I’m going to guess that Ms Lernin and Ronnie make one more appearance in the Earth Before Us series, as there’s still the Cenozoic Era to explore. Ronnie loves the cute critters, I can’t wait to see what she loves in the Age Of Horns, or how she feels about the now-extinct glyptodont (giant armadillos) and megatherium (ground-dwelling enormo-sloths³).

In the meantime, I will revisit Ocean Renegades! on a regular basis, and provide copies to kids (of every age) that have an interest in giant extinct animals (also trilobites, which were not large but very, very cool and supremely successful in their eco-niche for about 250 million years) that didn’t have to do what mom & dad said because they were HUGE and therefore AWESOME.

Spam of the day:

Free Fox — Most instant Matrix! fly at the start, you will not regret!

You had me with the free fox, but lost me at the end. Don’t presume to tell me what I will or will not regret, spammer scum!

¹ I caught one error, where a time period was misidentified in terms of how many millions of years ago it was. 4xx should have been 3xx. Confusing for a moment, but any kids reading will likely figure it out for themselves and learn the valuable lesson that even grownups can make mistakes.

² I love you, :01 Books, but you need to include some phonetics in your Science Comics series.

³ And the reason we have avocados. Think about it — that pit? That’s the seed. Ain’t nothing that snacks on an avocado that’s going to carry the seed to new territory unless it’s big enough to a) swallow the avocado whole, and b) poop out the pit a couple days and several kilometers later. Only megatherium is that large, the correct kind of herbivorous, and in the right place/right time to spread avocados up and down what’s now Central America as they migrated into North America a million years ago. Thanks, extinct giant ground sloths!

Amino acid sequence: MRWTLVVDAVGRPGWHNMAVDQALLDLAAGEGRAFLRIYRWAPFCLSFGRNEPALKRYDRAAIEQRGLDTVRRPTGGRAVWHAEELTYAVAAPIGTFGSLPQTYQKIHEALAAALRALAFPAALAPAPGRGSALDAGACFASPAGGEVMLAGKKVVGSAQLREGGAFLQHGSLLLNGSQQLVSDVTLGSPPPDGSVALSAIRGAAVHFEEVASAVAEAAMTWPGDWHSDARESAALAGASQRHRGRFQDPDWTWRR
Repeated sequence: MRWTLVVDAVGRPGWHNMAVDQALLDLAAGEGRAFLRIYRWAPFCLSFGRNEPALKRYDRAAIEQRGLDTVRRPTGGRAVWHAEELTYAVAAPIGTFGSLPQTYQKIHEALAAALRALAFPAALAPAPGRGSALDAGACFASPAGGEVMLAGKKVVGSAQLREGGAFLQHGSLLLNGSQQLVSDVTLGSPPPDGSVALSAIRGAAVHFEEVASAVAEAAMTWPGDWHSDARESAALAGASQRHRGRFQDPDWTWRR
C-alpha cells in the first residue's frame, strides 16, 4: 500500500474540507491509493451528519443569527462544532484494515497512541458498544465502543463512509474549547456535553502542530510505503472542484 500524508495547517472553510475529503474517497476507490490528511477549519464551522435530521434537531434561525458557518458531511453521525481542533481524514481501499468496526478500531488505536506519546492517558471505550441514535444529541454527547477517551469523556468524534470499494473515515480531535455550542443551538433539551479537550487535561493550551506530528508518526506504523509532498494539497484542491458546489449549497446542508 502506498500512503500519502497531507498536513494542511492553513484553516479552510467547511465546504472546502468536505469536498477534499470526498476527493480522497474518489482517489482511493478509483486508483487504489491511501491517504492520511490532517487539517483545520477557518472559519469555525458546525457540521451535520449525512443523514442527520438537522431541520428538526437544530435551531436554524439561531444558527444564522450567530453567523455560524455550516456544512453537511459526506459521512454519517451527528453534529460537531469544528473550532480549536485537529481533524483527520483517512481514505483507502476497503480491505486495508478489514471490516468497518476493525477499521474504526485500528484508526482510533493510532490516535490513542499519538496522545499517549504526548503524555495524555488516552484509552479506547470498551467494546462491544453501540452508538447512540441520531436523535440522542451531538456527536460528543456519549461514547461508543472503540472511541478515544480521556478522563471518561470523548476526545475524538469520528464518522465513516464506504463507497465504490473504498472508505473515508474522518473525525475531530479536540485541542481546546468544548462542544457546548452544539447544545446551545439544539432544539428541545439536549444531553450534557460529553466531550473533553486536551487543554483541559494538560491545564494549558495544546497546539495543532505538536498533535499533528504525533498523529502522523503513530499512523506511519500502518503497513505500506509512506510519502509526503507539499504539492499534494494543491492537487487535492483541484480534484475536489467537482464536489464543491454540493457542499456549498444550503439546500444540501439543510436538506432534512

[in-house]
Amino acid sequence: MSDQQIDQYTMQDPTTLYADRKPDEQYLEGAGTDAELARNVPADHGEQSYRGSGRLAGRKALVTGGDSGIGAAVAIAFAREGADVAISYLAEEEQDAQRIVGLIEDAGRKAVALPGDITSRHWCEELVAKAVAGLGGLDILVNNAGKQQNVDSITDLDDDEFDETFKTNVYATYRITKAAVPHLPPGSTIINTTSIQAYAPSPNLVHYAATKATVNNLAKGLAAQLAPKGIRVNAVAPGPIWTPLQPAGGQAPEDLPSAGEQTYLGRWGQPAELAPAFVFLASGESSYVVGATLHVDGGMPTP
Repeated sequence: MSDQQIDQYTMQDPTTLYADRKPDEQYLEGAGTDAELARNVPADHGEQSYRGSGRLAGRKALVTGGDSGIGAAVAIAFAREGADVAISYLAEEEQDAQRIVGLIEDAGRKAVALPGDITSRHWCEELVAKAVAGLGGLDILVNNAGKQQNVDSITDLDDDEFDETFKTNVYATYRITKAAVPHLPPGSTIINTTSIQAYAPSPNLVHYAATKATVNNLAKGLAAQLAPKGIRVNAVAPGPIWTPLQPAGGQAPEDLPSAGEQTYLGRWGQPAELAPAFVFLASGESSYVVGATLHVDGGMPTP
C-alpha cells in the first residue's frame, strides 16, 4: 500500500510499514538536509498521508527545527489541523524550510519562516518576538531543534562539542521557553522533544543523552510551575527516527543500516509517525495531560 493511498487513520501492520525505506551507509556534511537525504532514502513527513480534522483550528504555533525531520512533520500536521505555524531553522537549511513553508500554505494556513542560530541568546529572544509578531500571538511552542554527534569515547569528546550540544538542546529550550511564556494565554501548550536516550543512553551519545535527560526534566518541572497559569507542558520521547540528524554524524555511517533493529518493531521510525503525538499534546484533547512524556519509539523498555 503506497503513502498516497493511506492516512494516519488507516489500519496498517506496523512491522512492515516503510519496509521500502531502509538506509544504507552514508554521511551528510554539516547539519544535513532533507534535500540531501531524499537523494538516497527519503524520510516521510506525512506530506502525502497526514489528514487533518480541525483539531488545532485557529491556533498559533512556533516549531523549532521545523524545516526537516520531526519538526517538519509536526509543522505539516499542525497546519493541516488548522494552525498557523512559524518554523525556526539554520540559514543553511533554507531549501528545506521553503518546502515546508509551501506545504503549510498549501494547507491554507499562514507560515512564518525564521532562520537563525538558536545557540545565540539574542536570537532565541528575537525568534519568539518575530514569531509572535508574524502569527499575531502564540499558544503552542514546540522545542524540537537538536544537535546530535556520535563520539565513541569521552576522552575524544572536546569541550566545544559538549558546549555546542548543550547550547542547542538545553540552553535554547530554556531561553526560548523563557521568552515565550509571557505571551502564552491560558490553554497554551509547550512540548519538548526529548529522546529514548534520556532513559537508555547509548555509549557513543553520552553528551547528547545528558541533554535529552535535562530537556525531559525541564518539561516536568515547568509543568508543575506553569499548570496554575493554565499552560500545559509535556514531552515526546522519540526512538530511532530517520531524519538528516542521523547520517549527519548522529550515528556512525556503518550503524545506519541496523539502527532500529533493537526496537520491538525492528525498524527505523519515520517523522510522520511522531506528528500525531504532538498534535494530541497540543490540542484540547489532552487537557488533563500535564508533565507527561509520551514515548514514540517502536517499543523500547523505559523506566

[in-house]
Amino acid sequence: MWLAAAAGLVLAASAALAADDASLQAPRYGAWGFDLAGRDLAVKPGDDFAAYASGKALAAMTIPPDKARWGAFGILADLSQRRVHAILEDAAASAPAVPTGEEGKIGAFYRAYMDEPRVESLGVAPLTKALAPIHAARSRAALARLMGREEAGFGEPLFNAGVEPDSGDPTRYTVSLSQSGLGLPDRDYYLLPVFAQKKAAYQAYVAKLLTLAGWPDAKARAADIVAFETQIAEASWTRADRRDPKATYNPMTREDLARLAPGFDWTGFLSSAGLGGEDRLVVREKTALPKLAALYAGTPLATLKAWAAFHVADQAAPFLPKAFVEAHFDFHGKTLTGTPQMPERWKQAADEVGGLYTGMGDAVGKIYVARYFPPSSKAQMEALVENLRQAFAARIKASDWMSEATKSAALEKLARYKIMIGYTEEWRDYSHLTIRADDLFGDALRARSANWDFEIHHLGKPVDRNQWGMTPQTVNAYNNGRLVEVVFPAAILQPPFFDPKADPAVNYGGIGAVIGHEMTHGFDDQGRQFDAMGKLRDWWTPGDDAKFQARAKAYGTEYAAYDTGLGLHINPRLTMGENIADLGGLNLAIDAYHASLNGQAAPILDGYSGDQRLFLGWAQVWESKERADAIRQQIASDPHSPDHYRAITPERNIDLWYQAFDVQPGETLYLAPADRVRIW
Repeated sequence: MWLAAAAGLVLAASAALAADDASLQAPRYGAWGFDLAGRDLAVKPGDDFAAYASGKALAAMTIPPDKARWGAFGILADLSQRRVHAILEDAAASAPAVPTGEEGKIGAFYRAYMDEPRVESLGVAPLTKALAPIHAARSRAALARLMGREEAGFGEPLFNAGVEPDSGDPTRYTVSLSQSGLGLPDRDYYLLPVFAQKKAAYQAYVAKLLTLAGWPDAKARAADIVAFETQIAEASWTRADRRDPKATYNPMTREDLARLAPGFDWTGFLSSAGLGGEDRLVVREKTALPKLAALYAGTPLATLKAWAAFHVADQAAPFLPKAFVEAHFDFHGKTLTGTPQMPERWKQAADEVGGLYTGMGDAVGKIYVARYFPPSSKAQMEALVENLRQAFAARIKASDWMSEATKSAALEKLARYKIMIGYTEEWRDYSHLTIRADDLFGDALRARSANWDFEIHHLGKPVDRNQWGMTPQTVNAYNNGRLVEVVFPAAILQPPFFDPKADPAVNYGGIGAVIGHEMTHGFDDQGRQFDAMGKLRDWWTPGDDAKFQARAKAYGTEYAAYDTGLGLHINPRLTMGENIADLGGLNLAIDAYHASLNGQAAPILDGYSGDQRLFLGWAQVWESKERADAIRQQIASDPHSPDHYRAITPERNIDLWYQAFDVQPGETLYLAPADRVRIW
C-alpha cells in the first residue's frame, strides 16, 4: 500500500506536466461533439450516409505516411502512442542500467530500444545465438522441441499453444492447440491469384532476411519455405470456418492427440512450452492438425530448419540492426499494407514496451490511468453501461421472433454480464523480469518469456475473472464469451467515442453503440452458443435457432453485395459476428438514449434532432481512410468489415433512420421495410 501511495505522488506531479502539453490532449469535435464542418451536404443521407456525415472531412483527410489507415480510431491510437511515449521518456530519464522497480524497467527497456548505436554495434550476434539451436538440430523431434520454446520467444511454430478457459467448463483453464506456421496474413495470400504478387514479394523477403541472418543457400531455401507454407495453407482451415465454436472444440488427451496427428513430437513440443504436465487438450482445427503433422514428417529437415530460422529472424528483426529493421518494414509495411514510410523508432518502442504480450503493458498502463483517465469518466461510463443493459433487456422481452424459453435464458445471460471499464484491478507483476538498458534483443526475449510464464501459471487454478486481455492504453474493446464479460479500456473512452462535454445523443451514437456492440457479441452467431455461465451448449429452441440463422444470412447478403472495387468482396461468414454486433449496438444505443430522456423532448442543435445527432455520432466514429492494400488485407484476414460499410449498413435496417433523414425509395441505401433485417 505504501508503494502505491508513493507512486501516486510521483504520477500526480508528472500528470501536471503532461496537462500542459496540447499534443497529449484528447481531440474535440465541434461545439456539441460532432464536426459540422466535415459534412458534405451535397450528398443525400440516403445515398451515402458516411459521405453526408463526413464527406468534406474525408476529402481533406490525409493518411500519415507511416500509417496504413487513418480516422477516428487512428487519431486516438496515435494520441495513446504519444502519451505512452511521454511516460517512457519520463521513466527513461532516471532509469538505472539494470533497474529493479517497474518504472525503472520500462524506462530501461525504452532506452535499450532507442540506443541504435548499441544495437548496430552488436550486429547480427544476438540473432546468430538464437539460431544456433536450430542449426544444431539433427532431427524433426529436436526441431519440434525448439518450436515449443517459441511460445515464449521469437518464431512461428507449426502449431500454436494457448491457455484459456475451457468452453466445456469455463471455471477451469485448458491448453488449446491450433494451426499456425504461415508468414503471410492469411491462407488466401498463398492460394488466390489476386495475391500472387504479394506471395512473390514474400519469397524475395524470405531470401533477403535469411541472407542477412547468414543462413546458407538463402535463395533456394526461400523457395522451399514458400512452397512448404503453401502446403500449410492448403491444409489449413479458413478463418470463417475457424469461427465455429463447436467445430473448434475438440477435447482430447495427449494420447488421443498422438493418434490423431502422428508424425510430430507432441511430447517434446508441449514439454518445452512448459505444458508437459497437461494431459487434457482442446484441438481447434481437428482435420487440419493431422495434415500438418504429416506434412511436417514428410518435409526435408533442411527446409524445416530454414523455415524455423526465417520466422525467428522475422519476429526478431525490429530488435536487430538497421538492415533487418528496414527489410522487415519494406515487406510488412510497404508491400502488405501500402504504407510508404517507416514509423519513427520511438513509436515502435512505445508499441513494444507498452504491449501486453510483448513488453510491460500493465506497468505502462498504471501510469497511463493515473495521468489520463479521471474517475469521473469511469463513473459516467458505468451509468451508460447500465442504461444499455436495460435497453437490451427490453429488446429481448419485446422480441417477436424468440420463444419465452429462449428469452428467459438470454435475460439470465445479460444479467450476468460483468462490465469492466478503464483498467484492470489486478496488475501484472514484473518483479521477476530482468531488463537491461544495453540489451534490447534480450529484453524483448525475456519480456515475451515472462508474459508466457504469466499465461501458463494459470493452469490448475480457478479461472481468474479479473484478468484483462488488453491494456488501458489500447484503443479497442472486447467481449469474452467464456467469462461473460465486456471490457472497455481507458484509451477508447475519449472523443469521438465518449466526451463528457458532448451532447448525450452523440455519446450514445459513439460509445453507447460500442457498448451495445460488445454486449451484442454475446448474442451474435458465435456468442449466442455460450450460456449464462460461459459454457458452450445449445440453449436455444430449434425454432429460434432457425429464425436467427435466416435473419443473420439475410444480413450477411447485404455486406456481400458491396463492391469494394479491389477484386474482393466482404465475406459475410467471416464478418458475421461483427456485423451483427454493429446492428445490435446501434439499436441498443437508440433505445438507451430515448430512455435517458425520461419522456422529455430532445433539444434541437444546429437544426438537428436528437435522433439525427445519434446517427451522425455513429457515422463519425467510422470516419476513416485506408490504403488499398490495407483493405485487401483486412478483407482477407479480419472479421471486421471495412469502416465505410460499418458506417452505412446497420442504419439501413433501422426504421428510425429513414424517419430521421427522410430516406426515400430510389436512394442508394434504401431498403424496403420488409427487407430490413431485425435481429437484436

I Am, All Things Considered, Remarkably Calm

Just five exercises behind in a nine exercise class at the end of Day One.

The class runs two days.

Gag, Running, Etc

If there’s one thing that we at Fleen enjoy, it’s a running gag. There’s Ryan North and the running gag that gets revisited every 1000 strips. There’s the Final Fate Of RPG World, which was a running gag before this blog launched in 2005. There was the majesty that was #buttrocket, and our habit here at Fleen of both excessive footnoting and an unrepentant man-crush on Brad Guigar¹.

But I can’t recall anybody taking something so pedestrian, so quotidian as a garden-variety Wondermark bit of random weirdness and spinning it into endless variations on a theme. Gentle readers, I invite you to consider the many variations of Check out my sick elephant!

Sick as in diseased, an emphasis on checking out, sick as in sick humor, sick as in gravely ill², sick as an excuse to work on the multiple meanings of trunk, sick as in falling apart, and a three-fer involving a previously sick elephant that becomes a thicc elephant, and finally provides a dad-joke inversion that I will not dignify with a transcription.

Responding to my fascination/horror at this strip, Wondermark creator David Malki ! promised/threatened more. Should you see him this weekend at XOXO Fest in Portland³, please convey to him my heartiest congratulations/condemnation.

Spam of the day:

We found your next girlfriend today, she is sexy, naughty, pretty and she made a very sexy video message that you need to watch.

So wait, she’s thin but not too thin, has a big rack, hips but not baby-having hips, and is sexy but not in a slutty way?

¹ He’s dreamy.

² Gravely, I see what you did there.

³ Other webcomics types in attendance or at least walking around: the aforementioned North, Lucy Bellwood, Shing Yin Khor, Erika Moen, Blue Delliquanti, Taneka Stotts, Graham Annable, Lisa Hanawalt, Matt Furie, and MariNaomi.

Numerous other webcomicky (or at least webcomics-adjacent) folk will be across town at Rose City Comic Con, including Matt Bors, Molly Muldoon, Barry Deutsch, Jennie Breeden, Indigo Kelleigh, Kel McDonald, Kerstin La Cross, Kory Bing, Rebecca Hicks, Lucas Elliott, various members of Helioscope and artists associated with Nucleus, for some reason the US Navy, and Katie Lane.

Gaaaahhhhh …

I hate the class I’m teaching today; it’s structured in such a way that you must get to a certain point on Day One — it is literally impossible to make up any material you may be behind on Day Two — and it always goes late¹.